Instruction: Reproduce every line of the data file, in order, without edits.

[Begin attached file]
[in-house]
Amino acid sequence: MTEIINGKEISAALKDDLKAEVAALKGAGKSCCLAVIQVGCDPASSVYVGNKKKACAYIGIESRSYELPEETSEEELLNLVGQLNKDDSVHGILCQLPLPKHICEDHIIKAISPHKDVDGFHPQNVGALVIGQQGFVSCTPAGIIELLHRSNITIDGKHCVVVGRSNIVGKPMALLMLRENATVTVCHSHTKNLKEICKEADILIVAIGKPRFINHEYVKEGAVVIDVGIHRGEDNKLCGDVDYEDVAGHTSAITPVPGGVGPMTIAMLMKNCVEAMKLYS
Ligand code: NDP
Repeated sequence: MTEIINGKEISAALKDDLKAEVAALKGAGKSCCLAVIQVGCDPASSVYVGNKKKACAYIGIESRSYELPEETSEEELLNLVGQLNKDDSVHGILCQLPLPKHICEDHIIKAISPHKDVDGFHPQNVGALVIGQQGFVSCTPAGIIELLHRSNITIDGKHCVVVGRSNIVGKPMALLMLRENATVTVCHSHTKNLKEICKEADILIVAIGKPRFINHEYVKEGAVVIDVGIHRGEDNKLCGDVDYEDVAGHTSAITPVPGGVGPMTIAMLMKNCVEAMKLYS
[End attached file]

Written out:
[in-house]
Amino acid sequence: MTEIINGKEISAALKDDLKAEVAALKGAGKSCCLAVIQVGCDPASSVYVGNKKKACAYIGIESRSYELPEETSEEELLNLVGQLNKDDSVHGILCQLPLPKHICEDHIIKAISPHKDVDGFHPQNVGALVIGQQGFVSCTPAGIIELLHRSNITIDGKHCVVVGRSNIVGKPMALLMLRENATVTVCHSHTKNLKEICKEADILIVAIGKPRFINHEYVKEGAVVIDVGIHRGEDNKLCGDVDYEDVAGHTSAITPVPGGVGPMTIAMLMKNCVEAMKLYS
Ligand code: NDP
Repeated sequence: MTEIINGKEISAALKDDLKAEVAALKGAGKSCCLAVIQVGCDPASSVYVGNKKKACAYIGIESRSYELPEETSEEELLNLVGQLNKDDSVHGILCQLPLPKHICEDHIIKAISPHKDVDGFHPQNVGALVIGQQGFVSCTPAGIIELLHRSNITIDGKHCVVVGRSNIVGKPMALLMLRENATVTVCHSHTKNLKEICKEADILIVAIGKPRFINHEYVKEGAVVIDVGIHRGEDNKLCGDVDYEDVAGHTSAITPVPGGVGPMTIAMLMKNCVEAMKLYS